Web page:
An ounce of prevention.
Installing a pollinator garden is the last step in transitioning to native plants but, unfortunately, most municipalities see it as the first. To have a good outcome, though, the first step has to be talking with all stakeholders – especially your DPW crew – about their concerns, and discovering what their needs are. There are all kinds of native plants and infinite ways of designing a native plant garden. The trick is to start with what your DPW needs first, then incorporate those needs into your design from the start. Here’s how you do it …
1) Bring your DPW into the planning right from the start.
All too often, DPW teams are brought in at the end stage of planning a pollinator garden. They have no say in the design yet they are being told to take on all the maintenance – no wonder they object! Instead, bring your DPW crew into your earliest discussions and let them be part of the process shaping your plans.
2) Listen to their concerns.
Your DPW crew knows how long it takes to maintain everything on their list. They know where sight lines need to be maintained and where there are extra problems in bad weather. So if they have concerns about native plants, listen. Find out what their needs are regarding equipment and maintenance and labor, so you can plant for those needs in your design.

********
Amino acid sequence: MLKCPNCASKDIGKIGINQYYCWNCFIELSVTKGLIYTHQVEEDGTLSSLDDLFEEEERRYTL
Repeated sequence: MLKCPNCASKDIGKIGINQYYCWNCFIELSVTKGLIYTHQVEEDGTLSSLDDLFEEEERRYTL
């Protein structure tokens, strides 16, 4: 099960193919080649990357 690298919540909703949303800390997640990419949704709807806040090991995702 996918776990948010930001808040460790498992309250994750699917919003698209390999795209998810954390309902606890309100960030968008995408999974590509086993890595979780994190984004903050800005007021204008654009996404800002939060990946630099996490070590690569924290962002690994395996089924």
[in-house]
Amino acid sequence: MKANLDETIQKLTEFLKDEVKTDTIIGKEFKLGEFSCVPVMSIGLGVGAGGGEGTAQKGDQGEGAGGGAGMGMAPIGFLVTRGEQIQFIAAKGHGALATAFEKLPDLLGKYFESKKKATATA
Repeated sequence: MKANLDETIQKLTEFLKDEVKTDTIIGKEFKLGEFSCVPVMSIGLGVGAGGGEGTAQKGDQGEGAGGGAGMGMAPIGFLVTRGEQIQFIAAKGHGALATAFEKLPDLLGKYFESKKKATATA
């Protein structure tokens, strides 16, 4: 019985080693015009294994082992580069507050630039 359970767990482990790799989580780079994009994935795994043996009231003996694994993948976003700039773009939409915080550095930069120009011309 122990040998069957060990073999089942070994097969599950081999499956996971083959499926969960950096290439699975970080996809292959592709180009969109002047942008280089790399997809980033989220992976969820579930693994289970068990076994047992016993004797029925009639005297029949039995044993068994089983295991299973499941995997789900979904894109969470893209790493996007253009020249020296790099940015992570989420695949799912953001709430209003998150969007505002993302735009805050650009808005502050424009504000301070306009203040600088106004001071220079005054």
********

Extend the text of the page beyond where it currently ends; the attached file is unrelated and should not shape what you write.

3) Clear up misconceptions about native plants and pollinators.
Most people know very little about native plants. Even many who love pollinators don’t understand why native plants are necessary and what’s involved. So bring your DPW up to speed and clear up any misconceptions they may have. Give them a chance to ask questions and learn about the issue.
4) Invest in your DPW crew.
Over the long haul, native plant gardens should cost less than maintaining lawns – financially and ecologically. But at the start, you may need to invest in some training and even an extra hand. Your DPW crew needs a chance to learn the skills required in maintaining a pollinator garden. They need to know how to identify native plants from invasive species. They need to understand pollinator lifecycles. And they need to understand why pollinator gardens are not cut back in the fall.
5) Start small.
I’m a big believer in early wins – and, when it comes to pollinator gardens, the best approach is to start small. Let your DPW crew cut their teeth on a small garden that is easy to maintain. Give them a chance to apply their new skills, then use the knowledge they gain to help you design your next garden.
DPW crews are a huge asset in transitioning to native plants.
Your DPW crew knows your town inside and out, and that’s a huge asset. So if they are objecting to native plants, they probably have a good reason. Find out what it is and work with them to address it. That’s the way to make sure everybody is on board as you transition to native plants.
Photo by Erik Karits on Unsplash.